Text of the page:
|Publication number||US6109391 A|
|Application number||US 09/316,966|
|Publication date||Aug 29, 2000|
|Filing date||May 24, 1999|
|Priority date||Jul 1, 1998|
|Publication number||09316966, 316966, US 6109391 A, US 6109391A, US-A-6109391, US6109391 A, US6109391A|
|Original Assignee||Tyson; James|
|Export Citation||BiBTeX, EndNote, RefMan|
|Patent Citations (11), Referenced by (12), Classifications (8), Legal Events (4)|
|External Links: USPTO, USPTO Assignment, Espacenet|
This application claims the benefit of U.S. Provisional Patent Application Ser. No. 60/091,460, filed Jul. 1, 1998.
1. Field of the Invention
The present invention relates generally to ladder scaffolds, and particularly to ladder scaffolds suspended from rods inserted through hollow ladder rungs.
2. Description of Related Art
Ladders are well known for use in building construction and repair. Ladders do have certain deficiencies. Ladders provide only a very limited working space. If a ladder is leaning against a wall, any worker standing on the ladder has the ladder as a barrier between himself and the wall. He can reach the wall for only a short distance on either side of the ladder.
Scaffolds provide a platform having much greater working space, but have problems of their own. Adjusting the height of the scaffold is difficult. Climbing up and down the scaffold can be troublesome. Scaffolding is heavy and difficult to move around for jobs at various locations around a building. Scaffolding is also bulky and awkward to transport between jobs.
Pump jacks involve a pair of poles, each long enough to reach to the roof line of a building. A typical pole length would be 40 feet. The top of each pole is attached to the roof line, such as by nailing. A jack on each pole pumps up and down as desired. A platform is supported between the jacks, and its height is adjusted by pumping the jacks. Pump jacks are time consuming to set up. Pump jacks work relatively well for tasks such as putting up siding, where a worker is moving continuously in one direction. Pump jacks do not work well for tasks where a worker is working at just a few different heights. Pump jacks also are not suited for working at about the same height in various locations around a building. The pump jacks must be disassembled and set up again in each new location around the building. Pump jacks are expensive, and also bulky and awkward to transport.
Typical prior art ladder scaffolds attach to the side rails of a pair of ladders and are supported on the outside of the ladders. The ladders are still a barrier between a worker and the wall the ladders lean against. The scaffold also obstructs the ladders, so that the worker cannot easily go up and down past the scaffold. The worker is positioned at some distance from the wall, so that access to the wall itself is still relatively limited. Prior art ladder scaffolds are generally best for working above the roof line of a building, such as for putting on the first few rows of shingles on a roof. Prior art ladder scaffolds are generally complex and have a large number of small parts. The result is that essential parts are easily lost. Assembly and disassembly are time-consuming.
U.S. Pat. No. 3,266,593 by Okie et al. discloses a ladder scaffold made up of three ladder sections, and three ladder brackets connecting the ladder sections. The ladder brackets disclosed by Okie are quite complex. The ladder brackets include a pair of mirror-image bracket sections, each having a plate and two sleeve-like members to hold the side rails of the ladder. The mirror-image bracket sections of each ladder bracket are connected by hinges and a pair of turnbuckles. Each of the bracket sections may be secured to a ladder section by a pin. FIGS. 1 and 2 of Okie show six pins securing the three brackets. The pins may be threaded at each end, and may be inserted through hollow rungs in the ladder sections.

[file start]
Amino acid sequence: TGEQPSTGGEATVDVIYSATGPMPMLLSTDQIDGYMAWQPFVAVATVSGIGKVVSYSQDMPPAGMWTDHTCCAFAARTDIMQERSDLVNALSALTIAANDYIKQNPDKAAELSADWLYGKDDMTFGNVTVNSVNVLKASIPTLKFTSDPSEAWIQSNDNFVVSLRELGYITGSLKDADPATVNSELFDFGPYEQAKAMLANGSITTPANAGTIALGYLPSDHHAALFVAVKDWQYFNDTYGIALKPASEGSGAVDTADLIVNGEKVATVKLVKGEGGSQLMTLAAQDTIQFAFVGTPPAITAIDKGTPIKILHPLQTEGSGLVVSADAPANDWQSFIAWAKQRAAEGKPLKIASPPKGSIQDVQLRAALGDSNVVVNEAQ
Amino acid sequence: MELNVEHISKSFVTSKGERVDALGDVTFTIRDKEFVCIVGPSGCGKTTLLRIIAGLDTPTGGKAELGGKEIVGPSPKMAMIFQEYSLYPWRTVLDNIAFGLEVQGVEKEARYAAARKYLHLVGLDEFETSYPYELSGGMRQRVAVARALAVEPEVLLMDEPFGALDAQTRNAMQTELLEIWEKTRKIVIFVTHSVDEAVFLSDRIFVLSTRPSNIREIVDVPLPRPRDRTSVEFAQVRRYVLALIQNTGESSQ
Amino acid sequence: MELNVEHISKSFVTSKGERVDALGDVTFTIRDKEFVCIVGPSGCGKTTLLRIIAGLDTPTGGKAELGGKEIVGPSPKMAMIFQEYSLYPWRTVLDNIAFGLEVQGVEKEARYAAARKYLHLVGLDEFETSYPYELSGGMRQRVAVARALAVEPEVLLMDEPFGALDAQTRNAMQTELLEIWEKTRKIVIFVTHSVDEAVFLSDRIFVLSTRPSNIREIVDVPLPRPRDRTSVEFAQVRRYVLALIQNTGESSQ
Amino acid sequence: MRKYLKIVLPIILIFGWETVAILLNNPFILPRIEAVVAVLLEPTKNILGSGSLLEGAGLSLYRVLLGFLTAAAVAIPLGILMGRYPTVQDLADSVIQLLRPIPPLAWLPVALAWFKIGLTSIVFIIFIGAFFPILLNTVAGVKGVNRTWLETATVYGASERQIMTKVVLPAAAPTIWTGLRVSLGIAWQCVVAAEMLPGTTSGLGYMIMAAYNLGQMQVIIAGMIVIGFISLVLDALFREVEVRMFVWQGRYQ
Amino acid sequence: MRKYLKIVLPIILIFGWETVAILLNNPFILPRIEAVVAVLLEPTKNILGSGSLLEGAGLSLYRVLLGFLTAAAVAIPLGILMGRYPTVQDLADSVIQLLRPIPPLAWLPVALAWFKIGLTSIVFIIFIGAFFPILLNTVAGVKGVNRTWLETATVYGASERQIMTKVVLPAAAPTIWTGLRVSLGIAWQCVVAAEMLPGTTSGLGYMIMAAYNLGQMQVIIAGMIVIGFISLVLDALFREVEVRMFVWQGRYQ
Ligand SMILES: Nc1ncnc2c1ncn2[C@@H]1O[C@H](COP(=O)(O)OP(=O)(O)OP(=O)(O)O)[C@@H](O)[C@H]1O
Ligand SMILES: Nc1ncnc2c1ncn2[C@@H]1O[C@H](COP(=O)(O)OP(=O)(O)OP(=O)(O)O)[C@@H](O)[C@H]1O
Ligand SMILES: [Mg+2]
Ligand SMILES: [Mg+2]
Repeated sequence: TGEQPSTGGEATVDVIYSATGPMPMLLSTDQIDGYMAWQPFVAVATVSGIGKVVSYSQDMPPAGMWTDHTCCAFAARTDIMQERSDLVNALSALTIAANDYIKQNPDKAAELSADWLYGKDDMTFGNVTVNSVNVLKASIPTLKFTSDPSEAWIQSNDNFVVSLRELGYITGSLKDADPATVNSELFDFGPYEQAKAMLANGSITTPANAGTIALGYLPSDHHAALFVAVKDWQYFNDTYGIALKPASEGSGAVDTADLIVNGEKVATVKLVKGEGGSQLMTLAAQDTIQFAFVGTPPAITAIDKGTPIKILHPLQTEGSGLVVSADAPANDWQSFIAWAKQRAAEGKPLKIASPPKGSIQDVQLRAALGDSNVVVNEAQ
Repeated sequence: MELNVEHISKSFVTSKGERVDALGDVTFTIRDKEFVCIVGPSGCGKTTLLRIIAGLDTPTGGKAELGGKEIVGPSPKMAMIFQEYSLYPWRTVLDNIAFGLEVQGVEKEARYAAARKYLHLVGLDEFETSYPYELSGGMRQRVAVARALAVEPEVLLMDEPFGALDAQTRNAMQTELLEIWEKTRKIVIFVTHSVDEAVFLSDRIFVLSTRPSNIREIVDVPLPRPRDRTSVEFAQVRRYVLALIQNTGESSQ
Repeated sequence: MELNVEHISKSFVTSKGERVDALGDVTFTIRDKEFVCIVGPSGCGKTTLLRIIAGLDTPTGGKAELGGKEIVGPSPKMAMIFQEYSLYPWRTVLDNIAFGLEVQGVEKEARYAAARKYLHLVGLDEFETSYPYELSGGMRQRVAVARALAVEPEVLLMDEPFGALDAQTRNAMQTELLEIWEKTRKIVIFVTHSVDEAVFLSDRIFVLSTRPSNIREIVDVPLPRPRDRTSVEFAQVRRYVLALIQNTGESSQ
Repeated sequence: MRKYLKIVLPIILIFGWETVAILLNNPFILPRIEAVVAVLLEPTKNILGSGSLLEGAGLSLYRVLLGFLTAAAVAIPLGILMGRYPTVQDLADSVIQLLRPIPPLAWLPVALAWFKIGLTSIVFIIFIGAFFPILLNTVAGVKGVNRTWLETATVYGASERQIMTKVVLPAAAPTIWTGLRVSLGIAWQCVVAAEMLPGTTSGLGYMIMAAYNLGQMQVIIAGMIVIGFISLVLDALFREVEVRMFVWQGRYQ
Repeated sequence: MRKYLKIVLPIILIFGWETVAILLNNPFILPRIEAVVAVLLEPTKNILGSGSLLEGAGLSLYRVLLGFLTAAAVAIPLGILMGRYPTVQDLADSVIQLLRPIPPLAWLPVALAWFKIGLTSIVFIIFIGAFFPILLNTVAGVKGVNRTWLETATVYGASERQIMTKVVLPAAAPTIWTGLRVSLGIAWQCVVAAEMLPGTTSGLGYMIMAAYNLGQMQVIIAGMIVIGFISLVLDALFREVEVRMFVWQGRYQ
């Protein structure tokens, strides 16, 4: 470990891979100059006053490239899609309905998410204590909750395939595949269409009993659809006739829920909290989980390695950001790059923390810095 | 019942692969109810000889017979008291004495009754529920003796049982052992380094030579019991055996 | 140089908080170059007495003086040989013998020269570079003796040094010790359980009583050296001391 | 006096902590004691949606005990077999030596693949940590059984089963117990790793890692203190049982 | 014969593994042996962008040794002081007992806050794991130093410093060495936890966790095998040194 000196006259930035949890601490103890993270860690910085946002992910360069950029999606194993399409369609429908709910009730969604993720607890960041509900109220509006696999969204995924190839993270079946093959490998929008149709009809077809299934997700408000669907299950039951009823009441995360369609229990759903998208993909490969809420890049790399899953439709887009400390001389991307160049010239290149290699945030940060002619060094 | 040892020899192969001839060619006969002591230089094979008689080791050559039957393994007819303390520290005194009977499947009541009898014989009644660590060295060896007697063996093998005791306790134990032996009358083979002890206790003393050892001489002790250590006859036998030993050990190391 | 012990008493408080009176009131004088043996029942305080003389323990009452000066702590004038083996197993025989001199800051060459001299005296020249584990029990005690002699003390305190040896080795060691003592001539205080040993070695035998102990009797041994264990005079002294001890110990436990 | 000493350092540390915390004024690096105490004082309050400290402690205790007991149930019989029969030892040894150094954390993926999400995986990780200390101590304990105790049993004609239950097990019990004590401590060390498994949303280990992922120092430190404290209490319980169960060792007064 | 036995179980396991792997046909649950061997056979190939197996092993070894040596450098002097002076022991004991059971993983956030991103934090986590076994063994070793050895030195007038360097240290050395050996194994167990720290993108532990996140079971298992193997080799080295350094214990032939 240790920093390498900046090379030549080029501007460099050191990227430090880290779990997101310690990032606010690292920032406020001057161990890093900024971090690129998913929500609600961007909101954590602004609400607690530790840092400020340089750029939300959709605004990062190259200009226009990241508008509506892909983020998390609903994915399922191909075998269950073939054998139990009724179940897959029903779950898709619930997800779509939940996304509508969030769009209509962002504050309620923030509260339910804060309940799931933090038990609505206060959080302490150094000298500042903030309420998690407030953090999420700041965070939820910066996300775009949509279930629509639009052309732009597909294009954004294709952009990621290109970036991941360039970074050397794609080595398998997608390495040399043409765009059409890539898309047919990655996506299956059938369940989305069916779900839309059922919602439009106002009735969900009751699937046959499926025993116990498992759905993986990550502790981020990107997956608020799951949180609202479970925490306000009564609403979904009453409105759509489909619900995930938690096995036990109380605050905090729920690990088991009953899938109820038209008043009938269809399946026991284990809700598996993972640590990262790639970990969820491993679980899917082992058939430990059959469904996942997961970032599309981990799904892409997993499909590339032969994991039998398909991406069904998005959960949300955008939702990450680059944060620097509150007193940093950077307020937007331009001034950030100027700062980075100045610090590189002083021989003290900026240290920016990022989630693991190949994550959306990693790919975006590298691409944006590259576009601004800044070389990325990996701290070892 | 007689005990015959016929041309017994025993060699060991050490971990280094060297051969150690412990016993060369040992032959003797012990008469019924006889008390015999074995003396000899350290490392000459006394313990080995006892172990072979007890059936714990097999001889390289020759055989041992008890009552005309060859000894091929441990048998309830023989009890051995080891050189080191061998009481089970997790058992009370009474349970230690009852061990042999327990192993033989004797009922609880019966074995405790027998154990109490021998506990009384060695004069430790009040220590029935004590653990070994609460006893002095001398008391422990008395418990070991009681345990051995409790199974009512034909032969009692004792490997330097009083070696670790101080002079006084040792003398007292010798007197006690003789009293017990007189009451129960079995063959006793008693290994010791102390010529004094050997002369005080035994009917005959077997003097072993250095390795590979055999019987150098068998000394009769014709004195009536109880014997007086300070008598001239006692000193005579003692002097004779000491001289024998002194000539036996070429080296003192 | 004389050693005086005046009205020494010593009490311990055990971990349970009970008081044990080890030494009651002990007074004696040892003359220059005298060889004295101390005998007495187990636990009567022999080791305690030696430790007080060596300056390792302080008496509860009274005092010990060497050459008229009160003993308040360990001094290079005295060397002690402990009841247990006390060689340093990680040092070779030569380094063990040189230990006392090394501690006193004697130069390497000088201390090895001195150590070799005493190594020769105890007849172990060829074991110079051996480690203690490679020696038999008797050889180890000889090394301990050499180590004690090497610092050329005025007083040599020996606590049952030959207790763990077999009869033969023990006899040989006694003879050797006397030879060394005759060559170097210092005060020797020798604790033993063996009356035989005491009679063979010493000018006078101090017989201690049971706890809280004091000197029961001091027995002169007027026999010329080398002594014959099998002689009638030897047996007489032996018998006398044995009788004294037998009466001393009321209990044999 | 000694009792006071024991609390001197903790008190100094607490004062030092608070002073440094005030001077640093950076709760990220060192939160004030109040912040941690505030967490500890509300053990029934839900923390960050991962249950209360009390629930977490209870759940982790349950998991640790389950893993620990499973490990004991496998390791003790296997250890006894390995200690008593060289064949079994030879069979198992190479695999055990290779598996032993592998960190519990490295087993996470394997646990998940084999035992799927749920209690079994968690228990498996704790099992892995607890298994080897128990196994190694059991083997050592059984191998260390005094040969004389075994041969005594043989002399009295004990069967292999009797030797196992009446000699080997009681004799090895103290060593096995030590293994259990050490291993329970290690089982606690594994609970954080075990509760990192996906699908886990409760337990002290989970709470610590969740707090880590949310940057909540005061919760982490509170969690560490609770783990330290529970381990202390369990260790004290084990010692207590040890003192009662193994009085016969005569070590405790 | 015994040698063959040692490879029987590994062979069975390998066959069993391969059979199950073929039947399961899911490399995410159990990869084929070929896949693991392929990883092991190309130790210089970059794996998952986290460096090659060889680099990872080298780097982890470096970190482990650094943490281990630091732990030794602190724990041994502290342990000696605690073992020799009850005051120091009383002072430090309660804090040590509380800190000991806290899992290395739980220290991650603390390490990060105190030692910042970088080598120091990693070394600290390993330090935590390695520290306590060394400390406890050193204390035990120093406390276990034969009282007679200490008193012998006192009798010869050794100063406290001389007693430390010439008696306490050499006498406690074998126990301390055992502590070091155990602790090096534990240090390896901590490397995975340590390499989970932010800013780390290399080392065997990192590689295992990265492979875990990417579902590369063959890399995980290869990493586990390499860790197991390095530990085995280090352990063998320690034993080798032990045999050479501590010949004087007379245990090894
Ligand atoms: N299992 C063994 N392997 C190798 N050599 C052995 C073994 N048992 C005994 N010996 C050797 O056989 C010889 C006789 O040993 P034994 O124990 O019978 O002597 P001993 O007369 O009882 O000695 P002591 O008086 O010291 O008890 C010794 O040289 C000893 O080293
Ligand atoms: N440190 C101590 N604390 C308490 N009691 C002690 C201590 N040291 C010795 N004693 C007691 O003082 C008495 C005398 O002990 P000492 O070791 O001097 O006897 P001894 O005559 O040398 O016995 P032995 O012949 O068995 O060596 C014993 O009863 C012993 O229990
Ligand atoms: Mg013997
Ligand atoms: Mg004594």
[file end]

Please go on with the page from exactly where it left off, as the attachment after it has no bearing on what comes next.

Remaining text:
U.S. Pat. No. 3,491,852 by Leist discloses a ladder scaffold having a platform and braces. The platform is supported by hooks fitting into fastening slots in the ladders. The platform braces may have a plurality of regularly spaced holes for adjusting the length.
U.S. Pat. No. 4,941,547 by Livick discloses a ladder scaffold for use against a wall. The platform is supported by a pair of ladder jacks clamped by a U-bolt to the rungs of the ladder. Each ladder jack is a single triangular frame. Each ladder also has an antiflexing brace. The ladder scaffold includes a safety bar attached to the ends of the ladder jacks.
None of the above inventions and patents, taken either singly or in combination, is seen to describe the instant invention as claimed.
The present invention is a ladder scaffold suspended from rods inserted through the hollow rungs of a ladder. The ladder scaffold includes at least two ladders, at least two platform braces, and a platform. Each platform brace has three rods, two long members, and two short members. Two of the rods are inserted through the hollow rungs of a ladder. The long members are attached to the ends of one of the rods and extend downwards from the ladder. The short members are attached to the ends of the second rod. The short members extend horizontally from the ladder towards the wall or other surface against which the ladder is leaning. The third rod serves as a pivot point between the long members and the short members. The platform is supported by the short members and extends between the ladders. The long and short members can be attached to the rods at various points, so that the platform can be leveled. The ladder scaffold folds for easy transport. The ladder scaffold may or may not include a safety bar.
Accordingly, it is a principal object of the invention to provide a ladder scaffold which is simple, inexpensive, and sturdy, and has relatively few parts.
It is a further object of the invention to provide a ladder scaffold that is easily adjusted to a desired height, easily leveled, easily climbed up to and down from, and does not obstruct the ladders from which it is suspended.
It is another object of the invention to provide a ladder scaffold which has a large working surface and places a worker within easy reach of a large section of the wall or other surface against which the ladders are leaning.